Seismic Facies Analysis of Fluvial-Deltaic Lacustrine Systems—Upper Fort Union Formation (Paleocene), Wind River Basin, Wyoming
Louis M. Liro, Yvonna C. Pardus, 1990. "Seismic Facies Analysis of Fluvial-Deltaic Lacustrine Systems—Upper Fort Union Formation (Paleocene), Wind River Basin, Wyoming", Lacustrine Basin Exploration: Case Studies and Modern Analogs, Barry J. Katz
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Progradation of deltaic systems into Paleocene Lake Waltman (Wind River basin, Wyoming) is interpreted from seismic reflection data from the upper Fort Union Formation. Subdivision of the interval into seismic sequences and interpretation of variations in seismic attributes (i.e., amplitude, continuity, and frequency) allow detailed reconstruction of the depositional history of this interval. Sequences that show distinct clinoform morphology from seismic data are interpreted as lobate deltas. Higher amplitude, continuous events within the clinoforms are interpreted as prograding delta-front facies. Seismic data clearly demonstrate the time-transgressive nature of this facies. Downdip of the clinoforms, low-amplitude, generally continuous seismic events correspond to homogeneous shales that represent deposition in an areally extensive, low-energy lacustrine environment. The lacustrine facies is traceable laterally in the seismic data, which allows interpretation of changes in lake morphology through late Fort Union time. Overlying the upper Fort Union lacustrine strata are fluvial deposits interpreted from discontinuous, variable-amplitude seismic facies.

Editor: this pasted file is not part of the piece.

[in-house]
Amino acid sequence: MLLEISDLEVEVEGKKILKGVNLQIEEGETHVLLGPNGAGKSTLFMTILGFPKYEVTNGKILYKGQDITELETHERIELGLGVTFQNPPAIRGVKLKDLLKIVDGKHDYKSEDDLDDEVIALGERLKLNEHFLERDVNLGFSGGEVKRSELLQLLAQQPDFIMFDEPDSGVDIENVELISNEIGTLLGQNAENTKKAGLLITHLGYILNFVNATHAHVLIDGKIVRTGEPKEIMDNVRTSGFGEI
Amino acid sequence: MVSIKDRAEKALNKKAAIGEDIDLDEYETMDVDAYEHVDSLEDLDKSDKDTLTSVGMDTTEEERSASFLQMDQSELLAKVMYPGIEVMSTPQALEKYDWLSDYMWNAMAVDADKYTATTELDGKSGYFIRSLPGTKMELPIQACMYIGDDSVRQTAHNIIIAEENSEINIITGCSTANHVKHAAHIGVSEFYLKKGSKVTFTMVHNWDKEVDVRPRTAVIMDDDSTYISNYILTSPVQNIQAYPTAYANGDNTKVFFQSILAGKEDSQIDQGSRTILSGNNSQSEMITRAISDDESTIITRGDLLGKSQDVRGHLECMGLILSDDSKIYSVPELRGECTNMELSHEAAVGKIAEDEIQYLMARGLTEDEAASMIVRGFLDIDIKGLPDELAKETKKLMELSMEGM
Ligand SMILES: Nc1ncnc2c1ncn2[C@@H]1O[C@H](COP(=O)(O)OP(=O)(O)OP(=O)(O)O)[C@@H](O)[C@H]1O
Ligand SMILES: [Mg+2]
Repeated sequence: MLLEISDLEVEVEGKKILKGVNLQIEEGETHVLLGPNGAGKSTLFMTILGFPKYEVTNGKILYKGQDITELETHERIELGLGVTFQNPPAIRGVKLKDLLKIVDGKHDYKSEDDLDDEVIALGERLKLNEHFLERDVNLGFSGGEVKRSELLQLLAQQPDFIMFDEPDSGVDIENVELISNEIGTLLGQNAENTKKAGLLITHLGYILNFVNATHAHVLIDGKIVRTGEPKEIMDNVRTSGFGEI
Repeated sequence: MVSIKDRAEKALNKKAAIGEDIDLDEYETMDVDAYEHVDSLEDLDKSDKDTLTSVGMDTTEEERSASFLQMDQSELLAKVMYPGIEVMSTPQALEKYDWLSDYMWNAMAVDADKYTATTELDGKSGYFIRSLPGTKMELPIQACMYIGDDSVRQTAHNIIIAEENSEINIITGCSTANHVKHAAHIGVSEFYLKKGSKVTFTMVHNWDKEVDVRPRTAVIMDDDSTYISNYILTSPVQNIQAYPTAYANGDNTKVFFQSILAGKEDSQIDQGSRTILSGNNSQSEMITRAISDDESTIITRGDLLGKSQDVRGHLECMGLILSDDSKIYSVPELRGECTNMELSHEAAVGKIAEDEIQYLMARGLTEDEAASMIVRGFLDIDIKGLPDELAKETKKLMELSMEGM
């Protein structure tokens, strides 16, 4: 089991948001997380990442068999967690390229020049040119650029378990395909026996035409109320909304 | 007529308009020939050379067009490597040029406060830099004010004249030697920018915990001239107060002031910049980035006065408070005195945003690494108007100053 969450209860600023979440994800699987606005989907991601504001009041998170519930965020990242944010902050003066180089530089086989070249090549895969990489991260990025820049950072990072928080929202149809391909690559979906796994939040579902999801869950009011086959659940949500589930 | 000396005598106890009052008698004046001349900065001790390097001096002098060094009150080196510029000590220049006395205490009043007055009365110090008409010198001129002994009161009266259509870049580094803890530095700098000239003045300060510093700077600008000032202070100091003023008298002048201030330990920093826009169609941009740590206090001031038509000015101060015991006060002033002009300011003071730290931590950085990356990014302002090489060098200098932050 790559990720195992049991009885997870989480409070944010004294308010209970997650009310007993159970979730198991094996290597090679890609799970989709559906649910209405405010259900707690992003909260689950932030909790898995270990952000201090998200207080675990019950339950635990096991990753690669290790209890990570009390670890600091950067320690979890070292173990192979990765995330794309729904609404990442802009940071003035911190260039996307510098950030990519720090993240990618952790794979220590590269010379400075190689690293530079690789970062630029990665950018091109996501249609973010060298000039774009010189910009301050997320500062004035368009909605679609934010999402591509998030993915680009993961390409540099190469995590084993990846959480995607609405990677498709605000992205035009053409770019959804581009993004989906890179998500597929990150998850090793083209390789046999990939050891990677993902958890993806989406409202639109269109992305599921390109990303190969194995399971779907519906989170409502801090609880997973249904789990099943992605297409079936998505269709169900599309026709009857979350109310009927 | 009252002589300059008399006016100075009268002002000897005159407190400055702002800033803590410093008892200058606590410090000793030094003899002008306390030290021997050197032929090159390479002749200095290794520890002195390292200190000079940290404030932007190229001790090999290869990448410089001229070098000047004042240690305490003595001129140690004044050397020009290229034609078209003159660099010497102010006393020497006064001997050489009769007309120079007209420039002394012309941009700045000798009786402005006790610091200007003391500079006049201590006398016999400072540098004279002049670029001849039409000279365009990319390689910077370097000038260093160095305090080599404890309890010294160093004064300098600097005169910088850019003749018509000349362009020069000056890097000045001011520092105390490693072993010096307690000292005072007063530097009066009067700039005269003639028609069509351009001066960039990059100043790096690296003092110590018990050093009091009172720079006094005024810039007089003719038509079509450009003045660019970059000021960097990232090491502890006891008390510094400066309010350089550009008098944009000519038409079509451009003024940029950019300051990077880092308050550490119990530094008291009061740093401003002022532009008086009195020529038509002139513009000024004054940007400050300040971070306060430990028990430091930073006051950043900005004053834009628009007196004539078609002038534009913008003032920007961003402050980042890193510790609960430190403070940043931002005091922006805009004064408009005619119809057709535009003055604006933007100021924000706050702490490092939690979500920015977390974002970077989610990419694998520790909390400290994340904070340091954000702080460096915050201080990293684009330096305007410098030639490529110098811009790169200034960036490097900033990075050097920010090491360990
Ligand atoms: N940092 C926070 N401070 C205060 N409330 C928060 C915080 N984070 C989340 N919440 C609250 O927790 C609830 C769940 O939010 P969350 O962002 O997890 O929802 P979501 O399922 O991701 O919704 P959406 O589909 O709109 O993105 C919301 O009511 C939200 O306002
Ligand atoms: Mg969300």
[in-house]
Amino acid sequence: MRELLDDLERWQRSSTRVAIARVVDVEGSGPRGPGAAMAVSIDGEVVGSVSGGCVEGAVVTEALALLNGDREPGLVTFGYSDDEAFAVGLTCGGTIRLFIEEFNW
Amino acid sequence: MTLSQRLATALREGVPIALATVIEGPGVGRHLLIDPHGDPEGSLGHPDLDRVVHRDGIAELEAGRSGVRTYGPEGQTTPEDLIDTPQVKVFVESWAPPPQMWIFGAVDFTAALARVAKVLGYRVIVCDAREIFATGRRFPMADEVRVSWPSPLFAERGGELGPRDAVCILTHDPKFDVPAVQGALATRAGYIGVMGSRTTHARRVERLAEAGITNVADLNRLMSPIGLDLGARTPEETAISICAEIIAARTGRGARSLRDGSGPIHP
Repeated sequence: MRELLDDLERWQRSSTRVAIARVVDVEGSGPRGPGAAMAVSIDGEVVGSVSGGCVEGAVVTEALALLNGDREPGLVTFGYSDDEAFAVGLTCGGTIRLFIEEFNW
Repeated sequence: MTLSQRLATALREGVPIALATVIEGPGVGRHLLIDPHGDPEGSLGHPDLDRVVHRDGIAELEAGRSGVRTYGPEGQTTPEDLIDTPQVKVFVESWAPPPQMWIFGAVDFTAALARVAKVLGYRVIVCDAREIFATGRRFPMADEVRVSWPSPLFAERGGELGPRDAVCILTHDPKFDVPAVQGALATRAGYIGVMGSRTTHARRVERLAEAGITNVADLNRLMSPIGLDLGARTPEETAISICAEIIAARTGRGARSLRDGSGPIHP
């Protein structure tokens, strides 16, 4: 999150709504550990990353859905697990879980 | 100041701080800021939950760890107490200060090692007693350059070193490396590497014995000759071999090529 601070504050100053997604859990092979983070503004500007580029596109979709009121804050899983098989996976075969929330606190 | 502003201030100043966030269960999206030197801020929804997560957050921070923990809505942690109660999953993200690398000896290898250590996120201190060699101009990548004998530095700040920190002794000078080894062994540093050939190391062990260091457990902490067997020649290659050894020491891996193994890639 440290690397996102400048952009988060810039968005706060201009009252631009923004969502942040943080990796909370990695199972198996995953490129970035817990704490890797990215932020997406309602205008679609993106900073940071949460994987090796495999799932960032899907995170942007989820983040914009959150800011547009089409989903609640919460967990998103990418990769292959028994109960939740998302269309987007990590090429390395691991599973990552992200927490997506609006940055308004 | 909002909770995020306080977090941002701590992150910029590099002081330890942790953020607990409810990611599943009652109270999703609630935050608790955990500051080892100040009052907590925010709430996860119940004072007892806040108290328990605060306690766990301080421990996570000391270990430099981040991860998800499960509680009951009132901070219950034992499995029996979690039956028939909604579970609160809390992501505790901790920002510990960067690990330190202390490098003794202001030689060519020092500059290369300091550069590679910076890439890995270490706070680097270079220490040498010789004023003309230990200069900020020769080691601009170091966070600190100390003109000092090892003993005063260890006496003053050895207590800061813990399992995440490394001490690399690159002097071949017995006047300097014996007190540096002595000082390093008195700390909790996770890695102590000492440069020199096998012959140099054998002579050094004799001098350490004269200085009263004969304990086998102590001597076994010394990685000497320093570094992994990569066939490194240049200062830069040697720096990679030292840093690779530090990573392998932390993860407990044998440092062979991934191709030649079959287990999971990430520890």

Seismic facies interpretations are compared to lithologie interpretations from a series of closely spaced wells adjacent to seismic lines across the basin to test the accuracy of depositional environment prediction from seismic data.
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Lacustrine Basin Exploration: Case Studies and Modern Analogs
Lacustrine environments are a major contributor of petroleum source rocks. Lacustrine source rock prediction is, however, influenced by numerous, complex variables governing lake sedimentation. Current predictive capability can be improved by attempting to map essential climatic variables to limit in space and time the area of lacustrine source rock exploration. Climatic characteristics that govern lake occurrence and the potential for stratification have been investigated with a General Circulation Model of the atmosphere for the present and for the mid-Cretaceous. In this analysis, the distribution of areas with a positive water balance first is used as an indicator of the distribution of areas conducive to lake formation. Second, the distribution of areas that experience large annual climatic variations is used as an indicator of the distribution of lakes that are less likely to be stratified and, hence, less likely to be sites of high organic-carbon preservation. Four factors used to define large climatic variations include (1) seasonal temperature cycle in excess of 40°C; (2) seasonal temperature extreme of less than 4C°; (3) average seasonal differences in precipitation minus evaporation balance in excess of 5 mm/ day; and (4) distribution of mid-latitude winter storms. Evidence is presented to support the capability of climate models that add insight into lacustrine source rock prediction by simulating geographic regions conducive to lake development and to stratification and organic-carbon preservation